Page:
NLRB v. Food & Commercial Workers - 484 U.S. 112 (1987)
U.S. Supreme Court
NLRB v. Food & Commercial Workers, 484 U.S. 112 (1987)
National Labor Relations Board v. United Food & Commercial
Workers Union, Local 23, AFL-CIO
Argued October 5, 1987
Decided December 14, 1987
484 U.S. 112
National Labor Relations Board regulations implementing the unfair labor practice provisions of the National Labor Relations Act (NLRA or Act) provide that, after one of the Board's regional directors has filed a complaint, but before a hearing is held thereon, the director may enter into either a formal or an informal settlement. The regulations allow a nonconsenting party to appeal a formal settlement to the Board's General Counsel, and then to the Board itself, and the Board's order is subject to review in the federal courts of appeals under § 10(f) of the Act as "a final order of the Board." However, if such a settlement is informal in nature, the regulations permit an appeal to the General Counsel, but not to the Board. Respondent union filed charges alleging that an employer and another union had committed an unfair labor practice. After the Regional Director filed complaints, but before the scheduled hearing, the Director entered into an informal settlement agreement in which respondent refused to join. Pursuant to the regulations, respondent challenged the Director's action before the General Counsel, who sustained the settlement. Respondent then sought review in the Court of Appeals, which rejected the Board's contention that the petition for review should be dismissed for lack of jurisdiction to review an informal settlement that did not result in an order of the Board, and that was entered into without hearings.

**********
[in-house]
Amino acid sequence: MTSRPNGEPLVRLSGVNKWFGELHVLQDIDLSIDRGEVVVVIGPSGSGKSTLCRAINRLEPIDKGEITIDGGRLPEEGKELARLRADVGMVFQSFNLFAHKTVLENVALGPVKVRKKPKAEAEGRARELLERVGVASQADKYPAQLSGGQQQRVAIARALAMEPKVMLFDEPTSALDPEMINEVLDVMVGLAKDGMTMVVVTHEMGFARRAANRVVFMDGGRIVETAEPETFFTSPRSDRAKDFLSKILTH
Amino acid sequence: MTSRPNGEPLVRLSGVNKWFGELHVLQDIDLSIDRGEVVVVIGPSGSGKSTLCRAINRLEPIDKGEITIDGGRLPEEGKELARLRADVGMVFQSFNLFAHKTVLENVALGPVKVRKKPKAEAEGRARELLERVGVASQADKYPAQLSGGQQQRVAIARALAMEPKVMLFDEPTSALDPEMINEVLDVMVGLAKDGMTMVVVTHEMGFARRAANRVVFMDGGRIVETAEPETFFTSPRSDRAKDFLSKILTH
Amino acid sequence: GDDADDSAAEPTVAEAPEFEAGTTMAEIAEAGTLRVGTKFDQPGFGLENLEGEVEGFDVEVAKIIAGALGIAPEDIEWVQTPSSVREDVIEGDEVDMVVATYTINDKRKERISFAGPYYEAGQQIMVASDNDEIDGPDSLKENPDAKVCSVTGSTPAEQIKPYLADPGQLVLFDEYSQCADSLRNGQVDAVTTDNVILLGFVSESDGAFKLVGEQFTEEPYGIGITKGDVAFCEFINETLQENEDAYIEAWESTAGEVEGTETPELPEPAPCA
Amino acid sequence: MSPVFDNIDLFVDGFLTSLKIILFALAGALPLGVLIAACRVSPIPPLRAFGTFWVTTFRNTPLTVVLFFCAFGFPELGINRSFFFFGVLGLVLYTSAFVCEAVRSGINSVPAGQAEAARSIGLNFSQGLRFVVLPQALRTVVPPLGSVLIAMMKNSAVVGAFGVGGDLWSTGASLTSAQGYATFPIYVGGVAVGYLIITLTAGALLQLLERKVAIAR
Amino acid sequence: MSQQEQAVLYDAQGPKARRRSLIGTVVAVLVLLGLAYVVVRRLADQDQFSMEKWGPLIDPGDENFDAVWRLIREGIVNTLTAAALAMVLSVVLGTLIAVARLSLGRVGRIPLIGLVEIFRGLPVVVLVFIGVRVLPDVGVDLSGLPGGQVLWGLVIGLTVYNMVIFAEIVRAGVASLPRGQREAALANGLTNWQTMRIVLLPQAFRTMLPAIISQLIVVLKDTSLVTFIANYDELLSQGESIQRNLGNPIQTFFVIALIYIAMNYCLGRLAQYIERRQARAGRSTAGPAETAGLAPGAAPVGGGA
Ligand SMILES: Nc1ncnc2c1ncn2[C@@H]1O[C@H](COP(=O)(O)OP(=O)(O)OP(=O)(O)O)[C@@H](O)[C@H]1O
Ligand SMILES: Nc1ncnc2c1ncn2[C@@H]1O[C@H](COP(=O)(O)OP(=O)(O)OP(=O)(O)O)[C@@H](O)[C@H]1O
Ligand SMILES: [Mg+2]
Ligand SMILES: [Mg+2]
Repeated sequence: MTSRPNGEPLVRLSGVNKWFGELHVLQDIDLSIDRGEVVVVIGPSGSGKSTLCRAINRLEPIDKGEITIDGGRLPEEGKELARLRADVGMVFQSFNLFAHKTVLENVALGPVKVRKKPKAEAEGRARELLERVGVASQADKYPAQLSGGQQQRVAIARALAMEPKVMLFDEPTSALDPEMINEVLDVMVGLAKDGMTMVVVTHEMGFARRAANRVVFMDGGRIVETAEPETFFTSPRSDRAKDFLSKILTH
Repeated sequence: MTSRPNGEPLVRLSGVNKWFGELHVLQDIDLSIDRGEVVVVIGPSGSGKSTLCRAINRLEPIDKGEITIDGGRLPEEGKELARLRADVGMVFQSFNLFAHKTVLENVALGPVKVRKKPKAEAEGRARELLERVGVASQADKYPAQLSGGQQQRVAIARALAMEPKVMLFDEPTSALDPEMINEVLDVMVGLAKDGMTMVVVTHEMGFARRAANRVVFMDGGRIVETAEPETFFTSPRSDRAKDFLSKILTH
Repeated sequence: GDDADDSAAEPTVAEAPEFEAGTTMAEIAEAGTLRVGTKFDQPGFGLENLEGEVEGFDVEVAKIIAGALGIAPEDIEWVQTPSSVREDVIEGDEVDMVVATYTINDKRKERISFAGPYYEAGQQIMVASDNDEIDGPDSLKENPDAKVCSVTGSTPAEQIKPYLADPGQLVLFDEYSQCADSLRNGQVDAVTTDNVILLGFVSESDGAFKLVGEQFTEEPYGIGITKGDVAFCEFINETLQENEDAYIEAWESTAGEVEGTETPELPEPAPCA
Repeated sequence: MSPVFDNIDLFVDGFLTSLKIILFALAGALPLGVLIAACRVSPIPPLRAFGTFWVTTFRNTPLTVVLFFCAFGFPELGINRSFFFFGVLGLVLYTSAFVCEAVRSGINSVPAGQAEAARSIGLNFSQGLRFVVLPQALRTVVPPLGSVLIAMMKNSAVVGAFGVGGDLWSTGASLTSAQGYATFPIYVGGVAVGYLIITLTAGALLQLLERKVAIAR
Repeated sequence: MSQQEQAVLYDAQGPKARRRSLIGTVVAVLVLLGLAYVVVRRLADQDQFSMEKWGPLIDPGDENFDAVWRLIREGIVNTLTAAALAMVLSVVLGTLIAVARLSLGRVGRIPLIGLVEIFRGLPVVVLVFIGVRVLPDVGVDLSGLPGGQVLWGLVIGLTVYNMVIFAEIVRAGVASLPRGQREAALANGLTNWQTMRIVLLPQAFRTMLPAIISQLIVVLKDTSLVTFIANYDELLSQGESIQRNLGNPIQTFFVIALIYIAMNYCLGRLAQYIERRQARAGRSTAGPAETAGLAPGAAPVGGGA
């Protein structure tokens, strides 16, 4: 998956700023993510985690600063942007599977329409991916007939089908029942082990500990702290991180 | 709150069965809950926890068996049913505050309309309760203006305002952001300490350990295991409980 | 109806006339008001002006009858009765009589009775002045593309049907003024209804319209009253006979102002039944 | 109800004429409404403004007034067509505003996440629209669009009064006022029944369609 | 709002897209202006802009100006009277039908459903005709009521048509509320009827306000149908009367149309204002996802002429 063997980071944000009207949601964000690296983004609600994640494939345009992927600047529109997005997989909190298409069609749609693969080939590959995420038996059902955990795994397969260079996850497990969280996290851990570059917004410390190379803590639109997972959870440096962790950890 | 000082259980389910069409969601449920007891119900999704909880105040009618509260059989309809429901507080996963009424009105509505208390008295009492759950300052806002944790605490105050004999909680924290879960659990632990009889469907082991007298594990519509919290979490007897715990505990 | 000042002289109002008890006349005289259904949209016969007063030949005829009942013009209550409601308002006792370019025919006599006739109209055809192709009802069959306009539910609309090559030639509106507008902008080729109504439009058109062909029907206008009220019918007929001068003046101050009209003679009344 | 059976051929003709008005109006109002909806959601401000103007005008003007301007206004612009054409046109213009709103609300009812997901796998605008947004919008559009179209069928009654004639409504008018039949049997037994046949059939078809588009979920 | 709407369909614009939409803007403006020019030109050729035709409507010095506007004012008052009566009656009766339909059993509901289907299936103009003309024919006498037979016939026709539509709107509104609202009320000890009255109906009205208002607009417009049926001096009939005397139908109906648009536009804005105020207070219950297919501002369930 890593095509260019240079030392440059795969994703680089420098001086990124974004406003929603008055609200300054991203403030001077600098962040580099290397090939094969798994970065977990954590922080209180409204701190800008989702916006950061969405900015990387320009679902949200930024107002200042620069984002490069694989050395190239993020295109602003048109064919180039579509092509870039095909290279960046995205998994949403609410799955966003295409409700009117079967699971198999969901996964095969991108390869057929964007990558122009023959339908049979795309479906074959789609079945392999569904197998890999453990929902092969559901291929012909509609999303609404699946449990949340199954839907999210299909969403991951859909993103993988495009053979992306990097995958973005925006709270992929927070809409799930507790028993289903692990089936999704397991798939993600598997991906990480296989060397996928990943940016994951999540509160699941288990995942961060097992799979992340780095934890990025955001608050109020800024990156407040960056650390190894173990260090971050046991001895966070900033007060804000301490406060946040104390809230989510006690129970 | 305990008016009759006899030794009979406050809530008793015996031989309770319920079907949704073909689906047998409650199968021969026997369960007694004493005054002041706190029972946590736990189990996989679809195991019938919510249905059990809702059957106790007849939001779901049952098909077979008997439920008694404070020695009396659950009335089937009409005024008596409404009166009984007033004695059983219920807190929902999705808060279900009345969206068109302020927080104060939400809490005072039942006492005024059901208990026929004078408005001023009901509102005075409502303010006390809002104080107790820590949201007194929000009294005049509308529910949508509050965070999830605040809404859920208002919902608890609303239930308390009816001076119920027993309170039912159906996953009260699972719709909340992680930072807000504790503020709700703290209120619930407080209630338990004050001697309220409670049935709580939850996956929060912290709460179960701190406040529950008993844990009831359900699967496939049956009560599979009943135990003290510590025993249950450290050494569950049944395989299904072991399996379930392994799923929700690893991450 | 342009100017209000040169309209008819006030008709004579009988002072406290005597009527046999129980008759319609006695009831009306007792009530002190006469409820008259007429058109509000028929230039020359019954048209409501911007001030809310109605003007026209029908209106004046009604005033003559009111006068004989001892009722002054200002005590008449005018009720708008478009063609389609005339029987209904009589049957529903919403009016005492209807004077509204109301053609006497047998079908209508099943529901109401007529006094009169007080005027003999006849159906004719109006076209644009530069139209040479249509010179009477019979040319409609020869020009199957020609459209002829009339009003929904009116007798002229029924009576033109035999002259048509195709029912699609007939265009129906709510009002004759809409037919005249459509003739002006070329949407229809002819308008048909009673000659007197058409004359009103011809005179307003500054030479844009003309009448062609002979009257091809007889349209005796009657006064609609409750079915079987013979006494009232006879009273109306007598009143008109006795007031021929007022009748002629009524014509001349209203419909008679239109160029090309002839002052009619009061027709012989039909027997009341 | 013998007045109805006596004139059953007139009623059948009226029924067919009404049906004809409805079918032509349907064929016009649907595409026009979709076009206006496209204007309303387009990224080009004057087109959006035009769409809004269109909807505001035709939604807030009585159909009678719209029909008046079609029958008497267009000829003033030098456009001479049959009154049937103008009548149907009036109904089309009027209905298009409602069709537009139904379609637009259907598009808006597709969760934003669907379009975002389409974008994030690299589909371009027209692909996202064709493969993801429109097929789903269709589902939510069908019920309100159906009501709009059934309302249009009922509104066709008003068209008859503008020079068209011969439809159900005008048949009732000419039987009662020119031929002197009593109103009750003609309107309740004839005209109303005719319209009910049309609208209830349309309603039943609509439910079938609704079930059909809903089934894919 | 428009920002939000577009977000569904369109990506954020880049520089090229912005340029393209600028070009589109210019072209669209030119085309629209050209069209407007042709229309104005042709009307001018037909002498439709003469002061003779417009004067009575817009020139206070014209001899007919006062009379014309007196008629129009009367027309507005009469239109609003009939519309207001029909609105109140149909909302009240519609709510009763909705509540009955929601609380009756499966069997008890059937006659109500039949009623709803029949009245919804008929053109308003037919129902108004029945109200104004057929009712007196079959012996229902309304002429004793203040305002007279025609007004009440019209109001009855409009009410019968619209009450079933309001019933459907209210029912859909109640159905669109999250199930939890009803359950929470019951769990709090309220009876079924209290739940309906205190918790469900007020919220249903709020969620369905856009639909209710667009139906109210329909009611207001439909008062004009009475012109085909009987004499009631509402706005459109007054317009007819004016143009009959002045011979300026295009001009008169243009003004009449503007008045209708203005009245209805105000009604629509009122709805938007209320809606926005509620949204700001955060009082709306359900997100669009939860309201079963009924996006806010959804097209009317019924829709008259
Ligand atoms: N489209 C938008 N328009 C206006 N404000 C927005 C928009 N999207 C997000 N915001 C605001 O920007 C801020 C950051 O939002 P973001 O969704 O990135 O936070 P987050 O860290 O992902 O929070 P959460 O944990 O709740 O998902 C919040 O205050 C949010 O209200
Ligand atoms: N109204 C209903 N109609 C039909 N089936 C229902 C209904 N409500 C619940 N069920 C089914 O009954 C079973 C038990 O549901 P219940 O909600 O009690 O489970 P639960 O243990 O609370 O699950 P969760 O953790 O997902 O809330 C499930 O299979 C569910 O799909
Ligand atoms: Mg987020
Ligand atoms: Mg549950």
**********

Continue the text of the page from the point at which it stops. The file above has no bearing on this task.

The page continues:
1. A postcomplaint, prehearing informal settlement decision by the General Counsel is not subject to judicial review under the NLRA. Pp. 484 U. S. 123-130.
(a) The regulations' failure to provide for a judicially reviewable Board order on the General Counsel's postcomplaint, prehearing informal settlement decision is consistent with the NLRA, and entitled to deference. The language, structure, and history of the NLRA, as amended, clearly reveal that Congress intended to differentiate between "prosecutorial" determinations, which are to be made solely by the General Counsel, independent of the Board, and "adjudicatory" decisions, which are to be made by the Board, subject to judicial review. It is a
reasonable construction of the NLRA to find that postcomplaint, prehearing settlement determinations are prosecutorial in nature, since, until a hearing is held, the Board has taken no action, and has therefore made no adjudication. Moreover, the General Counsel's unreviewable discretion to file and withdraw complaints supports a reading that he or she also has final authority to dismiss a complaint in favor of an informal settlement before a hearing begins. The legislative history indicates a congressional intent to give the General Counsel final authority to handle all aspects of prosecutions, not merely the filing of complaints. The legislative history's silence regarding settlements does not indicate an intention to deny the Board the usual flexibility accorded an agency in interpreting its authorizing statute and in developing new regulations to meet changing needs, since Congress was aware of the importance of settlements to the administrative labor relations process. Pp. 484 U. S. 123-128.